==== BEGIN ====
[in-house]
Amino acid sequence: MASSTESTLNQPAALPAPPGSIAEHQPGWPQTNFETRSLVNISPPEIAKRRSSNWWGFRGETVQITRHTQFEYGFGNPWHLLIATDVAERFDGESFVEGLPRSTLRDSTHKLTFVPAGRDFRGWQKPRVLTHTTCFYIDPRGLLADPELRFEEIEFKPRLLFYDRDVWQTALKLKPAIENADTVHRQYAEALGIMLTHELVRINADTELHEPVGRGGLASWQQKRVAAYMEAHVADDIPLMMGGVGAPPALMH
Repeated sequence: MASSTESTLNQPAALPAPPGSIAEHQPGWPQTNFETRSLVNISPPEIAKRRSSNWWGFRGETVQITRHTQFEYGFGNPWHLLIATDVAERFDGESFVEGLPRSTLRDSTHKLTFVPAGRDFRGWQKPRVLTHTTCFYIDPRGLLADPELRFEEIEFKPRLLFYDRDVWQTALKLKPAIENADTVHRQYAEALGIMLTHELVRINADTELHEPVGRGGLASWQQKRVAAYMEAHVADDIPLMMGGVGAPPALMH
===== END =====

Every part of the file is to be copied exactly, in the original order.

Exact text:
[in-house]
Amino acid sequence: MASSTESTLNQPAALPAPPGSIAEHQPGWPQTNFETRSLVNISPPEIAKRRSSNWWGFRGETVQITRHTQFEYGFGNPWHLLIATDVAERFDGESFVEGLPRSTLRDSTHKLTFVPAGRDFRGWQKPRVLTHTTCFYIDPRGLLADPELRFEEIEFKPRLLFYDRDVWQTALKLKPAIENADTVHRQYAEALGIMLTHELVRINADTELHEPVGRGGLASWQQKRVAAYMEAHVADDIPLMMGGVGAPPALMH
Repeated sequence: MASSTESTLNQPAALPAPPGSIAEHQPGWPQTNFETRSLVNISPPEIAKRRSSNWWGFRGETVQITRHTQFEYGFGNPWHLLIATDVAERFDGESFVEGLPRSTLRDSTHKLTFVPAGRDFRGWQKPRVLTHTTCFYIDPRGLLADPELRFEEIEFKPRLLFYDRDVWQTALKLKPAIENADTVHRQYAEALGIMLTHELVRINADTELHEPVGRGGLASWQQKRVAAYMEAHVADDIPLMMGGVGAPPALMH